4 Tips to Write Effective Test Cases
Test cases play an imperative role in the research of any software product. Majority of the companies use a test case management tool these days to solve all the problems related to software testing.
Being a software tester for more than a decade now, I am going to present 4 tips to write effective test cases.
1.Stay in Your Lane
Previously, I used to think regarding the functionality of a test case. However, I realized that it is better to create a full understanding of the Software Requirement Specification (SRS) document. I have seen people becoming increasingly spontaneous instead of following a logical approach. Sometimes, this intuition often leads to assumptions.
In the process of framing down test cases, an assumption of functionalities and features can often diverge you from the original requirements that were needed by the customer. This does not just impact the product just also the relationship of the customer with the organization.
2.Be Aware of the Product Upgrades
It is important to stay with the SRS. However, you should not do this if it is based on the traditional version of the software. No one wants to test a denounced feature. We are living in the world agile methodologies in which product development drives in the faster lane. The SRS document is not attended, sometimes to cope up with lesser time windows or after organizing an immediate bug fix. It is the best practice to upgrade the SRS with respect to minor and major change.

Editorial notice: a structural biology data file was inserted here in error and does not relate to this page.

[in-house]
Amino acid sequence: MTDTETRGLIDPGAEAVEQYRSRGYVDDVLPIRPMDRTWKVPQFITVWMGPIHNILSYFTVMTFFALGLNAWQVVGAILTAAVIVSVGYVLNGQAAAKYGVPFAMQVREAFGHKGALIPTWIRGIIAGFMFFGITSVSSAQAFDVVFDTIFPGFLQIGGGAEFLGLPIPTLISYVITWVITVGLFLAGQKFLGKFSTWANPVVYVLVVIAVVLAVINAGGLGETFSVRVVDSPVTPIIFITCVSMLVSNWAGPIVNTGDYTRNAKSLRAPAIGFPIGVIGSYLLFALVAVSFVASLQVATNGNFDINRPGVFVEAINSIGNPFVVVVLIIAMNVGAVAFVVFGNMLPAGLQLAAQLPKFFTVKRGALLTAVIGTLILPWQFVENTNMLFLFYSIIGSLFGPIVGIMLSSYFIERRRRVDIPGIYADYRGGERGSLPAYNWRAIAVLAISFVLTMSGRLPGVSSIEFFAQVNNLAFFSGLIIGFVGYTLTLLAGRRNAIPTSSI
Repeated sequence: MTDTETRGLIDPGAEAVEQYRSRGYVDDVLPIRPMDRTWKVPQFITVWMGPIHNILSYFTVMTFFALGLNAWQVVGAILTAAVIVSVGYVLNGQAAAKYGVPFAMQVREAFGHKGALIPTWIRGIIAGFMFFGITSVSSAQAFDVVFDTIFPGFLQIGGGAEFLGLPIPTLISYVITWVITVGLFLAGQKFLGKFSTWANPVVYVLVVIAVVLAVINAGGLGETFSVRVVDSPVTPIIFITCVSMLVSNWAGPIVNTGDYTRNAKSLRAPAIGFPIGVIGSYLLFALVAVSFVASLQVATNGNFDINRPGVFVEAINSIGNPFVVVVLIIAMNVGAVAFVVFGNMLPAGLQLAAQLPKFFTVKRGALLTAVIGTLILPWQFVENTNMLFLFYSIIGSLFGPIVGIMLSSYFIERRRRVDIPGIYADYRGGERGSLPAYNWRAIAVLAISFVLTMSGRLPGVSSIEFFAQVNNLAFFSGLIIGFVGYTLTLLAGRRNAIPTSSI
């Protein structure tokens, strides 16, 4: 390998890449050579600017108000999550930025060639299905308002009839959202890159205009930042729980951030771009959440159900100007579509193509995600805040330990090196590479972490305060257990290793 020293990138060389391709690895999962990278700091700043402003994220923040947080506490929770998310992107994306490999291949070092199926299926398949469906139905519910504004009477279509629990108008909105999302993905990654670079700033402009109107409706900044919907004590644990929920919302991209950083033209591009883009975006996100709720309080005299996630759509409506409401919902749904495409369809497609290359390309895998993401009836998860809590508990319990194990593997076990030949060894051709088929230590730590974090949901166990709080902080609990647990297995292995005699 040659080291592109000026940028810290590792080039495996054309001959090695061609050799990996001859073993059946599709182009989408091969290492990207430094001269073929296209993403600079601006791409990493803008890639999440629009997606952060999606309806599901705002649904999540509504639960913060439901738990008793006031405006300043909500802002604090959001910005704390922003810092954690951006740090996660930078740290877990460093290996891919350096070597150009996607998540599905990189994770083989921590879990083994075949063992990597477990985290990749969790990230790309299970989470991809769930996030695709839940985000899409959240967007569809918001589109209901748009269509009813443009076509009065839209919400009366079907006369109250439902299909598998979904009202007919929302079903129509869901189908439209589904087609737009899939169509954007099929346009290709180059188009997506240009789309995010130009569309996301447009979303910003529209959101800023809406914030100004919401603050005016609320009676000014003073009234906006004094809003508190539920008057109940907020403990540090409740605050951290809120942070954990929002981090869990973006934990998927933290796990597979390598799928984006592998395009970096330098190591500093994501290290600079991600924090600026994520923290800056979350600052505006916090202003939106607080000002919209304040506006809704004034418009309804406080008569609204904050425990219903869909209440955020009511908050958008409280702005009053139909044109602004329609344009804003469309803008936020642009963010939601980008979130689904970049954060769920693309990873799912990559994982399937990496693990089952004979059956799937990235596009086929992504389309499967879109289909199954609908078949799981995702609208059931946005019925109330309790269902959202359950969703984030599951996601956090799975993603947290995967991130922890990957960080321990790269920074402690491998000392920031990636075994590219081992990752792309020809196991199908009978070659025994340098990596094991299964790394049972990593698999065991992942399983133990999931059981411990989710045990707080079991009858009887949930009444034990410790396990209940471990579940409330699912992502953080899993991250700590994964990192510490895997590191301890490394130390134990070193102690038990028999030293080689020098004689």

3.Write Comprehensive Descriptions
Test case description is important for conveying the main cause of the bug and it must always entail the steps to replicate. In the very beginning of the testing career, testers cannot notice the thin line between writing ornately and writing specific details. Testers often write stories in the field of test case description. According to testers, it is impressive to fill the description as much as possible. Nevertheless, they are wrong. It wastes the time of both testers and the developers. It important to bear in mind the significance of crisp, simple, and informative description. People prefer to read short and on point stories.
4.Think from Customer’s Perspective
It is often a common situation that an angry customer would contact customer support for the explanation that the software is unable to deliver an intended feature up to his expectation. Being a software tester, you should be able to relate yourself to the customer just to describe the issue from a customer’s perspective to your development team. Senior managers quote all the time that the “customer is always right.”
When you are writing the test scenarios, keep customer requirements in the back of your mind. This is because the final product is designed for the customers. Keep a note of accessibility testing and usability testing.
Ray Parker is an entrepreneur and internet marketer with over 9 years of experience in Search Engine Optimization, Creative Writer and Digital Marketing.